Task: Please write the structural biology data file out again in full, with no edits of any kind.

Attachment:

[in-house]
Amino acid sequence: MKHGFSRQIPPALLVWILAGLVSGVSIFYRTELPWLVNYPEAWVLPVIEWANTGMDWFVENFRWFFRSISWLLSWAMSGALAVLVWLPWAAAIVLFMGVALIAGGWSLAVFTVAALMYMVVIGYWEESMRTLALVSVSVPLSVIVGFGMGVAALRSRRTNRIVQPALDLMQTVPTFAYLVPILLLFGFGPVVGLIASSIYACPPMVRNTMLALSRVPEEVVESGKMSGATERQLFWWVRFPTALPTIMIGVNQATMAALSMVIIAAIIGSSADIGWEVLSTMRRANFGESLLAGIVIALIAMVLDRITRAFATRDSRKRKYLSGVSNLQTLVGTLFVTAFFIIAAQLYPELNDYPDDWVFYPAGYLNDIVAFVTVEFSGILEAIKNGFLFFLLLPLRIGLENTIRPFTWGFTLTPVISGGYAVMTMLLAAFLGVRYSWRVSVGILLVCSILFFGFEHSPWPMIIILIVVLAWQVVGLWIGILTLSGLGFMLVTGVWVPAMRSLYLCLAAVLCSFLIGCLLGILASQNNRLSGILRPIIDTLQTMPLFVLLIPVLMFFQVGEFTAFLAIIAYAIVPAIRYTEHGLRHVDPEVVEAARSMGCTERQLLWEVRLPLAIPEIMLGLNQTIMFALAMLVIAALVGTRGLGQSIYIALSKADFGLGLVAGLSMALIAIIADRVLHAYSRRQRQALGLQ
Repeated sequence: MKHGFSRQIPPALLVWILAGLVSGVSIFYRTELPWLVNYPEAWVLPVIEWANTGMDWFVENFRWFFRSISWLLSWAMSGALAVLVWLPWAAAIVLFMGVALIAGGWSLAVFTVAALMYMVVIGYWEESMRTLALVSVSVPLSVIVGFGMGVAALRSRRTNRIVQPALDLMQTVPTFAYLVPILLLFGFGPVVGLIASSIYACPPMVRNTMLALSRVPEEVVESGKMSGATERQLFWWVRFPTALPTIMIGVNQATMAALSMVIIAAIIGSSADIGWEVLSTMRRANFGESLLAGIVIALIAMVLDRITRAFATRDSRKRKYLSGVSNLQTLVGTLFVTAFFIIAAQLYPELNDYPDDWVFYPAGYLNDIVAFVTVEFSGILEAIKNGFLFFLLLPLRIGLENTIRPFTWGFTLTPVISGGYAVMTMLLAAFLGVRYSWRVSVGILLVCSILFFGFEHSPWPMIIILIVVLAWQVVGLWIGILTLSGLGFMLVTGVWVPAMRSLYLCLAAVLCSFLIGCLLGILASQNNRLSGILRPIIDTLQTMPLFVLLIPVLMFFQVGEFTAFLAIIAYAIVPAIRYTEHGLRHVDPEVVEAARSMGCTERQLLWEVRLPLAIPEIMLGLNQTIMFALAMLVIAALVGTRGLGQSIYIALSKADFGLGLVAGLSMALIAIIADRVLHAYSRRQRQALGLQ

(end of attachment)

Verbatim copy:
[in-house]
Amino acid sequence: MKHGFSRQIPPALLVWILAGLVSGVSIFYRTELPWLVNYPEAWVLPVIEWANTGMDWFVENFRWFFRSISWLLSWAMSGALAVLVWLPWAAAIVLFMGVALIAGGWSLAVFTVAALMYMVVIGYWEESMRTLALVSVSVPLSVIVGFGMGVAALRSRRTNRIVQPALDLMQTVPTFAYLVPILLLFGFGPVVGLIASSIYACPPMVRNTMLALSRVPEEVVESGKMSGATERQLFWWVRFPTALPTIMIGVNQATMAALSMVIIAAIIGSSADIGWEVLSTMRRANFGESLLAGIVIALIAMVLDRITRAFATRDSRKRKYLSGVSNLQTLVGTLFVTAFFIIAAQLYPELNDYPDDWVFYPAGYLNDIVAFVTVEFSGILEAIKNGFLFFLLLPLRIGLENTIRPFTWGFTLTPVISGGYAVMTMLLAAFLGVRYSWRVSVGILLVCSILFFGFEHSPWPMIIILIVVLAWQVVGLWIGILTLSGLGFMLVTGVWVPAMRSLYLCLAAVLCSFLIGCLLGILASQNNRLSGILRPIIDTLQTMPLFVLLIPVLMFFQVGEFTAFLAIIAYAIVPAIRYTEHGLRHVDPEVVEAARSMGCTERQLLWEVRLPLAIPEIMLGLNQTIMFALAMLVIAALVGTRGLGQSIYIALSKADFGLGLVAGLSMALIAIIADRVLHAYSRRQRQALGLQ
Repeated sequence: MKHGFSRQIPPALLVWILAGLVSGVSIFYRTELPWLVNYPEAWVLPVIEWANTGMDWFVENFRWFFRSISWLLSWAMSGALAVLVWLPWAAAIVLFMGVALIAGGWSLAVFTVAALMYMVVIGYWEESMRTLALVSVSVPLSVIVGFGMGVAALRSRRTNRIVQPALDLMQTVPTFAYLVPILLLFGFGPVVGLIASSIYACPPMVRNTMLALSRVPEEVVESGKMSGATERQLFWWVRFPTALPTIMIGVNQATMAALSMVIIAAIIGSSADIGWEVLSTMRRANFGESLLAGIVIALIAMVLDRITRAFATRDSRKRKYLSGVSNLQTLVGTLFVTAFFIIAAQLYPELNDYPDDWVFYPAGYLNDIVAFVTVEFSGILEAIKNGFLFFLLLPLRIGLENTIRPFTWGFTLTPVISGGYAVMTMLLAAFLGVRYSWRVSVGILLVCSILFFGFEHSPWPMIIILIVVLAWQVVGLWIGILTLSGLGFMLVTGVWVPAMRSLYLCLAAVLCSFLIGCLLGILASQNNRLSGILRPIIDTLQTMPLFVLLIPVLMFFQVGEFTAFLAIIAYAIVPAIRYTEHGLRHVDPEVVEAARSMGCTERQLLWEVRLPLAIPEIMLGLNQTIMFALAMLVIAALVGTRGLGQSIYIALSKADFGLGLVAGLSMALIAIIADRVLHAYSRRQRQALGLQ